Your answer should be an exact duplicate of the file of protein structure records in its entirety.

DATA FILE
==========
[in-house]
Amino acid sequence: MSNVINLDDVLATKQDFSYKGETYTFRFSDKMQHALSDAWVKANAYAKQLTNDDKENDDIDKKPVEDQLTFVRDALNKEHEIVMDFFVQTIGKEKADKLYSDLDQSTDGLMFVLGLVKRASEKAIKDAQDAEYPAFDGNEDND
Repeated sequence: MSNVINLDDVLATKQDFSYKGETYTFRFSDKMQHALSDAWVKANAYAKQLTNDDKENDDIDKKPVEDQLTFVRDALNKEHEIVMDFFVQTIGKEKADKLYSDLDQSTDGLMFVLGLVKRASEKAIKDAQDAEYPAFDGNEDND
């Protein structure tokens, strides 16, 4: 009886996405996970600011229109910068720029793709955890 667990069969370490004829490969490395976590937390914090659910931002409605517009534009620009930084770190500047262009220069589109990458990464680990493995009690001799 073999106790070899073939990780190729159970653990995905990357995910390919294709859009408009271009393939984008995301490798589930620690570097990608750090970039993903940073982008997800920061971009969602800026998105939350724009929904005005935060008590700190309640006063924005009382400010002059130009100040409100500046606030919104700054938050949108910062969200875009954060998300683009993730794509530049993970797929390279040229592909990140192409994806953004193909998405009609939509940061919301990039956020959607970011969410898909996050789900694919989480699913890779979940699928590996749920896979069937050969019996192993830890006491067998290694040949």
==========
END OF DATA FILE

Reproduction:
[in-house]
Amino acid sequence: MSNVINLDDVLATKQDFSYKGETYTFRFSDKMQHALSDAWVKANAYAKQLTNDDKENDDIDKKPVEDQLTFVRDALNKEHEIVMDFFVQTIGKEKADKLYSDLDQSTDGLMFVLGLVKRASEKAIKDAQDAEYPAFDGNEDND
Repeated sequence: MSNVINLDDVLATKQDFSYKGETYTFRFSDKMQHALSDAWVKANAYAKQLTNDDKENDDIDKKPVEDQLTFVRDALNKEHEIVMDFFVQTIGKEKADKLYSDLDQSTDGLMFVLGLVKRASEKAIKDAQDAEYPAFDGNEDND
């Protein structure tokens, strides 16, 4: 009886996405996970600011229109910068720029793709955890 667990069969370490004829490969490395976590937390914090659910931002409605517009534009620009930084770190500047262009220069589109990458990464680990493995009690001799 073999106790070899073939990780190729159970653990995905990357995910390919294709859009408009271009393939984008995301490798589930620690570097990608750090970039993903940073982008997800920061971009969602800026998105939350724009929904005005935060008590700190309640006063924005009382400010002059130009100040409100500046606030919104700054938050949108910062969200875009954060998300683009993730794509530049993970797929390279040229592909990140192409994806953004193909998405009609939509940061919301990039956020959607970011969410898909996050789900694919989480699913890779979940699928590996749920896979069937050969019996192993830890006491067998290694040949």